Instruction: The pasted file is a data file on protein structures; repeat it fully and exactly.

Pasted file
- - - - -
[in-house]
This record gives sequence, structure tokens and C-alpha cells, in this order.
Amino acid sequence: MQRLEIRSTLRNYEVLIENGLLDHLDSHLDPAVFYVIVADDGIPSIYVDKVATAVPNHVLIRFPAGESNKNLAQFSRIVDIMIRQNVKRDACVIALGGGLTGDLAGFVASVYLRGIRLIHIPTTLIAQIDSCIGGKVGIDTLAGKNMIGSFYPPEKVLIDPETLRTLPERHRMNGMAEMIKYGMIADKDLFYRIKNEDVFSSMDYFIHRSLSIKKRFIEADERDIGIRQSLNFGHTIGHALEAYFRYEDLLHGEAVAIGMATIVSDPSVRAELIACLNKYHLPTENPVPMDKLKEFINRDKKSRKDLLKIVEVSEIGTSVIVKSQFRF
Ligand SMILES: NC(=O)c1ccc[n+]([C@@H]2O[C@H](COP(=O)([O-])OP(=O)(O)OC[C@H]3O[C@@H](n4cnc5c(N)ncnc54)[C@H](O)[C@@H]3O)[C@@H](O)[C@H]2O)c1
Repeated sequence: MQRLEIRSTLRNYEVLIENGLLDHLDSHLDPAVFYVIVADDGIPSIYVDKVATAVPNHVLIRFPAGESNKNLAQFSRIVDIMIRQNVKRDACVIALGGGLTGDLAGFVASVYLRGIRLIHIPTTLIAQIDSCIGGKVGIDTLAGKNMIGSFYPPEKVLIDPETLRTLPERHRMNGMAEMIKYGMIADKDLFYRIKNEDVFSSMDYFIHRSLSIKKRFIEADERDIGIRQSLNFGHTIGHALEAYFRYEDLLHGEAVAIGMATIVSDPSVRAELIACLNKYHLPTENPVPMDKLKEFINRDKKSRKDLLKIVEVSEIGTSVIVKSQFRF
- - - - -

[in-house]
This record gives sequence, structure tokens and C-alpha cells, in this order.
Amino acid sequence: MQRLEIRSTLRNYEVLIENGLLDHLDSHLDPAVFYVIVADDGIPSIYVDKVATAVPNHVLIRFPAGESNKNLAQFSRIVDIMIRQNVKRDACVIALGGGLTGDLAGFVASVYLRGIRLIHIPTTLIAQIDSCIGGKVGIDTLAGKNMIGSFYPPEKVLIDPETLRTLPERHRMNGMAEMIKYGMIADKDLFYRIKNEDVFSSMDYFIHRSLSIKKRFIEADERDIGIRQSLNFGHTIGHALEAYFRYEDLLHGEAVAIGMATIVSDPSVRAELIACLNKYHLPTENPVPMDKLKEFINRDKKSRKDLLKIVEVSEIGTSVIVKSQFRF
Ligand SMILES: NC(=O)c1ccc[n+]([C@@H]2O[C@H](COP(=O)([O-])OP(=O)(O)OC[C@H]3O[C@@H](n4cnc5c(N)ncnc54)[C@H](O)[C@@H]3O)[C@@H](O)[C@H]2O)c1
Repeated sequence: MQRLEIRSTLRNYEVLIENGLLDHLDSHLDPAVFYVIVADDGIPSIYVDKVATAVPNHVLIRFPAGESNKNLAQFSRIVDIMIRQNVKRDACVIALGGGLTGDLAGFVASVYLRGIRLIHIPTTLIAQIDSCIGGKVGIDTLAGKNMIGSFYPPEKVLIDPETLRTLPERHRMNGMAEMIKYGMIADKDLFYRIKNEDVFSSMDYFIHRSLSIKKRFIEADERDIGIRQSLNFGHTIGHALEAYFRYEDLLHGEAVAIGMATIVSDPSVRAELIACLNKYHLPTENPVPMDKLKEFINRDKKSRKDLLKIVEVSEIGTSVIVKSQFRF